Notes from the Hyena’s Belly is detailed in ways that Cutting for Stone is not, but that’s natural in a memoir. It combines important historical information about Ethiopia with personal anecdotes to create a well-rounded piece of literature.

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Review: “Cutting for Stone” by Abraham Verghese

stoneThis is the story of Marion Stone, born in Ethiopia from the illicit union between an Indian nun and a British surgeon. On the night he and his brother Shiva were born, his mother died and his father disappeared. The boys are raised by two other doctors for the hospital in which the boys were born. Marion recounts his experience growing up in Addis Ababa, the capital city of Ethiopia, and the sometimes complicated bond between him and his twin brother. As Marion grows older and the country becomes embroiled in a revolution, his life becomes more and more entangled with the warfare and may eventually lead him to his estranged father.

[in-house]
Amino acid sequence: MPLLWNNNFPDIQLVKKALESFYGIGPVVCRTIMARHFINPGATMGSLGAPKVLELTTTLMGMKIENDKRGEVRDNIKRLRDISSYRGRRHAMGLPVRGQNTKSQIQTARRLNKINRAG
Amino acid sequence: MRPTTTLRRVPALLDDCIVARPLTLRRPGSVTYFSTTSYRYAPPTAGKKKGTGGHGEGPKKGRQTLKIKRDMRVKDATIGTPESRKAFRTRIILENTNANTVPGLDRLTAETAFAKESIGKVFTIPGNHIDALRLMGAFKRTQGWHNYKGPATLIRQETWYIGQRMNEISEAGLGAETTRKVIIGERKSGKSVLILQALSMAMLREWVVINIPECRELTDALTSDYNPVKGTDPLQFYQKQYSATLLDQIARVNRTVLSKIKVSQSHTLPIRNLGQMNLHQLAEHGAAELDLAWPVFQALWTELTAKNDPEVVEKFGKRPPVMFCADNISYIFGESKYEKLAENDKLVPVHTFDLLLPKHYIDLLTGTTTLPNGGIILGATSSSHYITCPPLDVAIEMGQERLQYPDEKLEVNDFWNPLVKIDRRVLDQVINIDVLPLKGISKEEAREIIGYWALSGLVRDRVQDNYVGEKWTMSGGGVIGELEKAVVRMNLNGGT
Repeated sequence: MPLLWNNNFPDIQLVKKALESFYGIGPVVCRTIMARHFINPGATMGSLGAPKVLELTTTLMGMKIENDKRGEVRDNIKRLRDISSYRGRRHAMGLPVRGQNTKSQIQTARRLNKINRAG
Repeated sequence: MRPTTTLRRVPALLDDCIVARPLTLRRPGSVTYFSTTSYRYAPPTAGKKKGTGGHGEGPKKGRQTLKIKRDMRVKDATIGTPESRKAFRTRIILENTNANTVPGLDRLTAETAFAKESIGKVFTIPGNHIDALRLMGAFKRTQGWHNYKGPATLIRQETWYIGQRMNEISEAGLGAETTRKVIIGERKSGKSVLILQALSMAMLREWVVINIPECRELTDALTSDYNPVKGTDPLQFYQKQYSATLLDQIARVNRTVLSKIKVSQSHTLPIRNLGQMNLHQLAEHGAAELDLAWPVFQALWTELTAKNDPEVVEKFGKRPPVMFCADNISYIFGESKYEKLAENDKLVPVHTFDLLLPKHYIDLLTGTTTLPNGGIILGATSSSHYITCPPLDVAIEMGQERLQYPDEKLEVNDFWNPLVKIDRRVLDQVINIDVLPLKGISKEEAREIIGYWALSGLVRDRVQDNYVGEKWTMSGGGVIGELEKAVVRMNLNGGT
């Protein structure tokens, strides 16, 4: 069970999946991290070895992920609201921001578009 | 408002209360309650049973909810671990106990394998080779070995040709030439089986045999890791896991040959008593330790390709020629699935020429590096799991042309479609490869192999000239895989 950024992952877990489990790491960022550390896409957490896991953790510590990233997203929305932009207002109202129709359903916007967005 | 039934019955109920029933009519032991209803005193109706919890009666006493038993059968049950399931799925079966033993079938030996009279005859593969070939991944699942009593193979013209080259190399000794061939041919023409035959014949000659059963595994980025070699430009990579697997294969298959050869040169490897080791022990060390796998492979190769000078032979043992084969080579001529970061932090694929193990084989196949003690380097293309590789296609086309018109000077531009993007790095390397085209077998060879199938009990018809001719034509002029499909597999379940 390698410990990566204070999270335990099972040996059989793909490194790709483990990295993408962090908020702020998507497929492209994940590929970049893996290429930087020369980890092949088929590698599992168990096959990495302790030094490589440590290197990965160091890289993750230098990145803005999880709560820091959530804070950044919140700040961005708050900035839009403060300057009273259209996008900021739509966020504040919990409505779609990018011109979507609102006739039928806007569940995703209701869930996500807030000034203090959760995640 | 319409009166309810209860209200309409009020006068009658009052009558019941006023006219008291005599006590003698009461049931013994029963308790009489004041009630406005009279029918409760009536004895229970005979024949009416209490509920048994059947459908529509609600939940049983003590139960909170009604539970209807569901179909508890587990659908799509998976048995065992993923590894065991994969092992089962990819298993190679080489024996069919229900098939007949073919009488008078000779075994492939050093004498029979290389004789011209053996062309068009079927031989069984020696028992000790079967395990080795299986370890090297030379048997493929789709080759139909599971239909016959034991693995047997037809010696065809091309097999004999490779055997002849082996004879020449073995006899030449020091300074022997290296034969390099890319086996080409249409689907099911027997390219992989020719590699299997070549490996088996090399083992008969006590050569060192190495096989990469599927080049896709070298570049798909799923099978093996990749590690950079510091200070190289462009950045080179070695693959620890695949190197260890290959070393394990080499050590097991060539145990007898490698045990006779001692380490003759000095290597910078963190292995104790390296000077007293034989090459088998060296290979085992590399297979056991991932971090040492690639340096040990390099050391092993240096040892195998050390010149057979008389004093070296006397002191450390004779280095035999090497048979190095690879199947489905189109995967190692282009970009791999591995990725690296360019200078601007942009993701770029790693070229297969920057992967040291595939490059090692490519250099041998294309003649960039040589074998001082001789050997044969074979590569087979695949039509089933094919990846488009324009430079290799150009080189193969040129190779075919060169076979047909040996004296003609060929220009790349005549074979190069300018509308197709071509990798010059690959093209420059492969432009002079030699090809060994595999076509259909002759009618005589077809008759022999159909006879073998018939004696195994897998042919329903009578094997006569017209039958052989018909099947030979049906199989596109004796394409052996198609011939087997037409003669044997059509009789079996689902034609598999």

I’ve found little Ethiopia literature, though I don’t know why. I’m grateful for this novel, as it is a gem. Although fiction, it provides a great window into a volatile period in African history that few Westerners know much, if anything, about. The characters are well-crafted and believable, and the writing flows easily. Verghese creates a picture of Addis Ababa and the devastation it took due to the revolution, a picture more vivid than any history book could create.


Highly recommended for those interested in a little-known culture and history. One of the best books I’ve so far this year!

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Review: “The Bully Pulpit” by Doris Kearns Goodwin